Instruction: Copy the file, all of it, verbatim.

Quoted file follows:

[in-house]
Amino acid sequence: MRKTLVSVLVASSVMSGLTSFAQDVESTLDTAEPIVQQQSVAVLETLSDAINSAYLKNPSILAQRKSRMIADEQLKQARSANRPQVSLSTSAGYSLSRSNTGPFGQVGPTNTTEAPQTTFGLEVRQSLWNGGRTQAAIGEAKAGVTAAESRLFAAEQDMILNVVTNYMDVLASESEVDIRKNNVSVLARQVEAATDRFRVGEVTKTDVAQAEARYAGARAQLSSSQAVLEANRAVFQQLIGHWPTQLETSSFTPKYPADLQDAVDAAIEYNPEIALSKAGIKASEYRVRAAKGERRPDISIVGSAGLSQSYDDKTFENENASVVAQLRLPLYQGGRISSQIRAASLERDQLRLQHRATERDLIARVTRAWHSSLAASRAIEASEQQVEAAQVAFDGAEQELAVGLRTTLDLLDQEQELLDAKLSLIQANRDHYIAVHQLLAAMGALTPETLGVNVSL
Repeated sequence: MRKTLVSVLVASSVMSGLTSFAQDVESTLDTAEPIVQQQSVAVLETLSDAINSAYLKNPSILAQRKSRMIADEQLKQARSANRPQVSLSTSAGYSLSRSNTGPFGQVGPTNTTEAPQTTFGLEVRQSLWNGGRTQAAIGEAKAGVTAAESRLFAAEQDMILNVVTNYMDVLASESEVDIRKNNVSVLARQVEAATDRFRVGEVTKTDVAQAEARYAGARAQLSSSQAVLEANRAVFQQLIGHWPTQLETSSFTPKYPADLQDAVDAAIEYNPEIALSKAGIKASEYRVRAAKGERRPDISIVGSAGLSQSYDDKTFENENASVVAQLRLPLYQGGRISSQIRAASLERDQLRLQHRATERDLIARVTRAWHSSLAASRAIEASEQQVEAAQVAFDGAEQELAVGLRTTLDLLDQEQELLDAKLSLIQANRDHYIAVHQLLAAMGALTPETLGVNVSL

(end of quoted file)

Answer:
[in-house]
Amino acid sequence: MRKTLVSVLVASSVMSGLTSFAQDVESTLDTAEPIVQQQSVAVLETLSDAINSAYLKNPSILAQRKSRMIADEQLKQARSANRPQVSLSTSAGYSLSRSNTGPFGQVGPTNTTEAPQTTFGLEVRQSLWNGGRTQAAIGEAKAGVTAAESRLFAAEQDMILNVVTNYMDVLASESEVDIRKNNVSVLARQVEAATDRFRVGEVTKTDVAQAEARYAGARAQLSSSQAVLEANRAVFQQLIGHWPTQLETSSFTPKYPADLQDAVDAAIEYNPEIALSKAGIKASEYRVRAAKGERRPDISIVGSAGLSQSYDDKTFENENASVVAQLRLPLYQGGRISSQIRAASLERDQLRLQHRATERDLIARVTRAWHSSLAASRAIEASEQQVEAAQVAFDGAEQELAVGLRTTLDLLDQEQELLDAKLSLIQANRDHYIAVHQLLAAMGALTPETLGVNVSL
Repeated sequence: MRKTLVSVLVASSVMSGLTSFAQDVESTLDTAEPIVQQQSVAVLETLSDAINSAYLKNPSILAQRKSRMIADEQLKQARSANRPQVSLSTSAGYSLSRSNTGPFGQVGPTNTTEAPQTTFGLEVRQSLWNGGRTQAAIGEAKAGVTAAESRLFAAEQDMILNVVTNYMDVLASESEVDIRKNNVSVLARQVEAATDRFRVGEVTKTDVAQAEARYAGARAQLSSSQAVLEANRAVFQQLIGHWPTQLETSSFTPKYPADLQDAVDAAIEYNPEIALSKAGIKASEYRVRAAKGERRPDISIVGSAGLSQSYDDKTFENENASVVAQLRLPLYQGGRISSQIRAASLERDQLRLQHRATERDLIARVTRAWHSSLAASRAIEASEQQVEAAQVAFDGAEQELAVGLRTTLDLLDQEQELLDAKLSLIQANRDHYIAVHQLLAAMGALTPETLGVNVSL